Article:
Tackling Huge System Specs in Model-Based Testing

Nov 29, 2011 | Frequently Asked Questions

Conformiq’s system model based testing is based on the premise that you can create a (computer-readable) model of the intended behavior of the system under test. But what if the system is really big? This is a question that people often ask from us, and there are typically three concerns: (1) How long will it take to create the model? (2) Can our engineers handle its complexity? (3) Does Conformiq’s tooling scale to huge models? Read on for some answers.

If you test a large system using conventional methods (read: manual test design), you divide the challenge into chunks of manageable size. For example, different functions can be tested first separately, leaving only feature/function interaction testing to be carried out later. Internal components can be tested thoroughly first (unit or component testing), and different components can be tested by different teams. The same pattern applies to model-based testing of large systems for two main reasons:

  • For large systems, creating, reviewing and maintaining a holistic, multi-component and multi-level system model becomes a daunting and unmanageable task for humans. In the same way as a single engineer cannot fully comprehend every detail of the implementation of a large system, a single testing team cannot create a model that covers every detail of the behavior of a large system under test because it ends up as a too heavy cognitive burden.
  • Advanced model-based testing tools such as Conformiq Designer do not scale well to very large models because some of the employed algorithms have high time complexity curves.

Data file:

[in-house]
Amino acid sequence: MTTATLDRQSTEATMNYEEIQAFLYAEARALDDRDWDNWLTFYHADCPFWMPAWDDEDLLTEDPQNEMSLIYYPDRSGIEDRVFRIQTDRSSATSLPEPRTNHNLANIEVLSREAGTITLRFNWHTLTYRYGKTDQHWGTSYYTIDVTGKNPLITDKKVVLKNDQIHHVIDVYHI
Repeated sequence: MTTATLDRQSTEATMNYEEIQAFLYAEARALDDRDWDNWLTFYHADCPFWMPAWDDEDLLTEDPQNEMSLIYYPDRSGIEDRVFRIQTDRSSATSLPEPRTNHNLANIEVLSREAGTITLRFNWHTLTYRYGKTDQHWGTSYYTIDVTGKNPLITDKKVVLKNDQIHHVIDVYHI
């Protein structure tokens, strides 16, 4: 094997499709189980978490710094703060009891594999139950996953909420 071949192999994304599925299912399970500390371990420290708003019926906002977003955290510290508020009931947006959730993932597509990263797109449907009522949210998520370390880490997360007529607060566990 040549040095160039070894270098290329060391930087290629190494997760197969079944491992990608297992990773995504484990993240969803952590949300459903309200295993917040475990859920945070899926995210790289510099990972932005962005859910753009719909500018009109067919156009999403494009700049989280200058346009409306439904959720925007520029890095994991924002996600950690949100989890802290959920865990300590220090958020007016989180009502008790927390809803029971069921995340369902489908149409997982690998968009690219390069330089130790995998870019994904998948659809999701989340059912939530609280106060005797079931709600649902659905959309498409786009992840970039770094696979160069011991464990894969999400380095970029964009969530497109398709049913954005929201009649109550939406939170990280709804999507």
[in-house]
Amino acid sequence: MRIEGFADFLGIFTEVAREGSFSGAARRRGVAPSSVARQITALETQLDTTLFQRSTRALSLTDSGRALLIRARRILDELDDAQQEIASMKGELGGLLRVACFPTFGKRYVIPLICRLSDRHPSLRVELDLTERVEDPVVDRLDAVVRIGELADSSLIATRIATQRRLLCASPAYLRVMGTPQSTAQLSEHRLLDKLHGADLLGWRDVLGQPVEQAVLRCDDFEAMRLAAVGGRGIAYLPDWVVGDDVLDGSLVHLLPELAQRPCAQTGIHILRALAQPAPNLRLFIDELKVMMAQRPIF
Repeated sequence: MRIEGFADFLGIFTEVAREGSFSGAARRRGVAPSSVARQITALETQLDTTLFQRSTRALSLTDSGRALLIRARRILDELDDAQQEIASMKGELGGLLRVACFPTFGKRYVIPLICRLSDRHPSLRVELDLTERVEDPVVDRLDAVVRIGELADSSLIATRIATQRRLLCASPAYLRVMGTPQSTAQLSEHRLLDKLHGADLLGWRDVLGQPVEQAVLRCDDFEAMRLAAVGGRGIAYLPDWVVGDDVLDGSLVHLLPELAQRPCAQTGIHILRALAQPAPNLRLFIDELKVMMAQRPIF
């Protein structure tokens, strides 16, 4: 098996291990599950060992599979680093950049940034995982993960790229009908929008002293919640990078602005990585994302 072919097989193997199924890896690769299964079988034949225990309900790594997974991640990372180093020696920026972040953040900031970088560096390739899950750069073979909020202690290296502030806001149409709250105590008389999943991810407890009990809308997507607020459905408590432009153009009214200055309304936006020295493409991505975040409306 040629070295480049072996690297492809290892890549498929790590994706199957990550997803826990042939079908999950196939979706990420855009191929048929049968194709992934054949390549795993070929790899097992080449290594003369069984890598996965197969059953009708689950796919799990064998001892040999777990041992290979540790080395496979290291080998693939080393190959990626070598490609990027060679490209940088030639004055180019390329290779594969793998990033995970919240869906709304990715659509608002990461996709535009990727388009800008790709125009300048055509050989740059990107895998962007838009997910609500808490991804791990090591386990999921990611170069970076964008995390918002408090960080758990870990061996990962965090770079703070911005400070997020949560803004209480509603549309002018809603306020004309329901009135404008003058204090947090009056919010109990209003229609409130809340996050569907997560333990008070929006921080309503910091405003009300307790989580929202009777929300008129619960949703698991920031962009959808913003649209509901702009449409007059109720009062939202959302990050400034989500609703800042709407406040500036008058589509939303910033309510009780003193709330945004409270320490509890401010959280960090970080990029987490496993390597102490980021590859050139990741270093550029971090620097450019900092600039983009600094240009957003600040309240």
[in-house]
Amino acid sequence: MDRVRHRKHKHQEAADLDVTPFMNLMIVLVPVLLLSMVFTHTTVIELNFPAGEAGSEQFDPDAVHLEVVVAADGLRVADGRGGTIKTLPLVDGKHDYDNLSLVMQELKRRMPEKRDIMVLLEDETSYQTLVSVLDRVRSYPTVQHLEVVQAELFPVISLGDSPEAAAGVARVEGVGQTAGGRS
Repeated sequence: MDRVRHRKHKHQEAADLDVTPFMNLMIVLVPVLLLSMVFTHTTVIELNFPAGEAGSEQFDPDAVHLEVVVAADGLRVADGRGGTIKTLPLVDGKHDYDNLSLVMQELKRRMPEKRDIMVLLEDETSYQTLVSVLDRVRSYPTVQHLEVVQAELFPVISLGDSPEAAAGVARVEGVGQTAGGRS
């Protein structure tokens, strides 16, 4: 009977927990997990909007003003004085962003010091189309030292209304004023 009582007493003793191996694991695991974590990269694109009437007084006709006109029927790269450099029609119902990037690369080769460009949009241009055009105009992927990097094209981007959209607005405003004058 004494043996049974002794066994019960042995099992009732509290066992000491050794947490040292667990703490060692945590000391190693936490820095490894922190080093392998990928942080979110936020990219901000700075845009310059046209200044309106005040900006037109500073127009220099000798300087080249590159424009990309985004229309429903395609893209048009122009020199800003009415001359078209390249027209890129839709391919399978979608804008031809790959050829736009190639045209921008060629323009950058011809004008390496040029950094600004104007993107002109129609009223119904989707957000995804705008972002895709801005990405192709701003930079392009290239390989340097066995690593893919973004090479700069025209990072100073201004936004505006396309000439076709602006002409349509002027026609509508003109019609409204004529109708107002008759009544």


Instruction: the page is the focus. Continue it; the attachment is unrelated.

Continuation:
Another question is how long it takes to create a complex model in Conformiq Designer, and of course it takes more time to create larger models, but an easily missed point is that models can be created incrementally. It is as a matter of fact a very common pattern that people create first simple models that describe only the positive aspects of some of the main functions, and then grow the model to include more variation of behavior and more information about negative use cases (error and exception handling cases). A second dimension of incrementality is that system model driven test generation tolerates specification changes well, making Conformiq’s model-based testing technology a good mate for agile and test driven development methods.

So, in summary:

  • Large systems are handled by dividing the testing task into subtasks, both because of the limitations of human cognition as well as because of the scalability behavior of advanced model-based testing algorithms.
  • Models are usually create incrementally, both on the axis of growing scope as well as on the axis of changing requirements.